Gaming is quickly becoming one of the world’s most important and profitable forms of entertainment. 2.2 billion players worldwide are spending over $100 billion a year, but there is a relatively new part of the industry that is really getting players and game developers excited. In-game currencies and economies are buzzing in games like Dota 2, but are still limited and tightly controlled because of a number of issues. Some believe that these in-game economies could truly be unleashed with the right technology. Let’s take a closer look at these economies, and see how blockchain technology could be a game-changer for this industry.
- 1 In-game currencies and assets
- 2 How can the blockchain disrupt the gaming market?
- 3 Analysis of current blockchain-based projects in the gaming industry
- 4 Conclusion
In-game currencies and assets
Items in games have value to players. Think about the last time you got a little too immersed in a board game. In that moment, it can feel like winning is the most important thing in your life. Then, this value traditionally vanishes as soon as the game ends. Nobody cares about Monopoly money once the board has been packed away, but now things are changing. The line between in-game and real-world is becoming blurred for millions of players. The virtual worlds of online multiplayer games continue to run even when you’ve logged off, and many gamers spend hours a day playing their favorite titles and earning rewards.
Gamers want to buy and earn virtual assets for all sorts of reasons, including status, identity, membership, class, and performance. Sometimes they will even pay thousands of dollars for virtual goods or virtual real estate. This demand has resulted in thriving economies driven by virtual currencies in games like World of Warcraft, who’s gold mining economy has previously been worth $2 billion. However, the emergence of these economies has led to difficult issues for platforms, developers, and players alike as we’ll soon see.
The current in-game asset industry
The main parties in the in-game asset industry are
- The players
- Game developers
- Third-party platforms and middlemen
Game developers do what they do best and create the games and in-game economies for players. However, to get these products to the players effectively they often have to go through a platform or third-party. Once players are playing and want to trade with each other, this also has to be done through a marketplace. Here is where developers (especially indie developers) lose touch with players, control of their marketplace, and profits. Platforms and third-party marketplaces control what virtual goods are available in their store, and those platforms take a cut of all transactions. The most important one of these platforms is Steam.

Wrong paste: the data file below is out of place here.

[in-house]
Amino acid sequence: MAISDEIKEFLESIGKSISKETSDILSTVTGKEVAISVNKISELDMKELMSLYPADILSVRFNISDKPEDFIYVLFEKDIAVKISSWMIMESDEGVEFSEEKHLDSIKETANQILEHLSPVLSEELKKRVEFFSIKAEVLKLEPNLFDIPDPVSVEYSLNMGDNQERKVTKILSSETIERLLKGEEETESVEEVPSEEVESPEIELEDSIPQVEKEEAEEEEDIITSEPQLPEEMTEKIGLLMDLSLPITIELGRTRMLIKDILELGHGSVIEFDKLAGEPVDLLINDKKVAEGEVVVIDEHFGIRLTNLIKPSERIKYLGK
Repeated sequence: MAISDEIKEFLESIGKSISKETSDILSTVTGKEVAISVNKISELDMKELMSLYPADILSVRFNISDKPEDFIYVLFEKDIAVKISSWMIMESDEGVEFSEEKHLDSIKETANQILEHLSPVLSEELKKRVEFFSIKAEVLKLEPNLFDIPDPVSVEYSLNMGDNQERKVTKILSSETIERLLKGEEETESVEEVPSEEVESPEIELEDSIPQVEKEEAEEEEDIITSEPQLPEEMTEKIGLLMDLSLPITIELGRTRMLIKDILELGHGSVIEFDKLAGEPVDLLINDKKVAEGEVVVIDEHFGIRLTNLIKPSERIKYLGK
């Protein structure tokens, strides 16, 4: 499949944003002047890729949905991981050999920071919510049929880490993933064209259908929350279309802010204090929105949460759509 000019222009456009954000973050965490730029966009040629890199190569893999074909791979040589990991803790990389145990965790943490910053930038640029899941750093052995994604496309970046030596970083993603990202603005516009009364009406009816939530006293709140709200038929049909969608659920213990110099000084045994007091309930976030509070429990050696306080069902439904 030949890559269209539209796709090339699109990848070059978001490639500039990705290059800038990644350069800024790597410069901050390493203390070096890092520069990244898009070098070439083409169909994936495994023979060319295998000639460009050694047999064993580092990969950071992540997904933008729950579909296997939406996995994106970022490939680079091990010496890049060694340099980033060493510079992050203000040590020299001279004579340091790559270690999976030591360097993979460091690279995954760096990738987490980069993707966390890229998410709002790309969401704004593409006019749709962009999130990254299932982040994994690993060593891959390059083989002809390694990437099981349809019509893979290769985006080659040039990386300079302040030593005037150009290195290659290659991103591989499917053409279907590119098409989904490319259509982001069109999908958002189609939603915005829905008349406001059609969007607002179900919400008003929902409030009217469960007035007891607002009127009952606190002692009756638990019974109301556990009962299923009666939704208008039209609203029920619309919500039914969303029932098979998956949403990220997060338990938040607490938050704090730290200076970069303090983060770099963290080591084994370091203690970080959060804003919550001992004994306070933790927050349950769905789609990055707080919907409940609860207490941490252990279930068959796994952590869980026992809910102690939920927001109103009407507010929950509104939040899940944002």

There are a few platforms available to players who want to buy and sell virtual goods, but Steam is leading the way. It was first released in 2003 by Valve Corporation after they were having trouble updating their online games. Since then, Steam has grown into the biggest game distribution platform for PC games in the world, with $3.5 billion in revenue in 2016.
Steam was the first platform to allow players to trade in-game items. Players use Steam to buy, download, and launch their games. From within the Steam platform, they can log into different game marketplaces to buy and trade in-game items with other players. Game developers can also set up their own item stores for their games on Steam.
Problems with Steam and other gaming platforms
The biggest problem with the current state of in-game asset trading is that it’s extremely restricted. Trading items within the context of a single game is easy, but that’s usually where it ends. There is currently no easy way to trade assets between different games, especially not from different developers or on different platforms. The industry is made up of many different isolated in-game economies.
Security, scams, and fraud
Scams and fraud run rampant across the video gaming world. It’s estimated that 50-99% of all virtual assets available online are fraudulent. Valuable digital goods, integrated payment information, and vulnerable games make the gaming industry a dream for hackers and scammers. PayPal chargeback fraud and other online scams are easy. A buyer can buy a weapon or skin from you for a price, take the item, then chargeback the amount on PayPal.
There are even scarier attacks that involve hacking games, like this gold stealing script in World of Warcraft that takes over your account, steals your gold, then sends itself to your friends, spreading like a kind of terrifying zombie virus. In response to these sorts of attacks, Blizzard just passes responsibility to the players by saying, “Blizzard does NOT support paid runs for cash or gold, if you get scammed, your gold is gone.”
Centralized control of goods
Like many of the established online industries, gaming is dominated by a few big organizations that take a hefty cut. Companies like Steam operate a centralized business model with all traffic and transactions running through their own servers. They have complete control over the games, currencies, and assets, and they decide how players trade with one another; they have leverage over what developers can do. Game developers can be kicked off of a platform like Steam, while players can spend hundreds or even thousands of dollars for a virtual asset and still have no real ownership of it.
Steam and all current platforms struggle with the security problems we’ve talked about, and platforms need to have complete control and restricted trading or risk being sued for losing players goods and money.
It’s difficult to cash out for players
However, Steam’s marketplace is limited to just a few game titles and all assets and profits are trapped in Steam dollars.” There’s no way official way to cash out of the platform. With their current centralized system, it would be a huge security risk that attracts attackers and hackers that could steal the items and run away with the profits. Steam chooses to stay safe rather than open up their marketplace.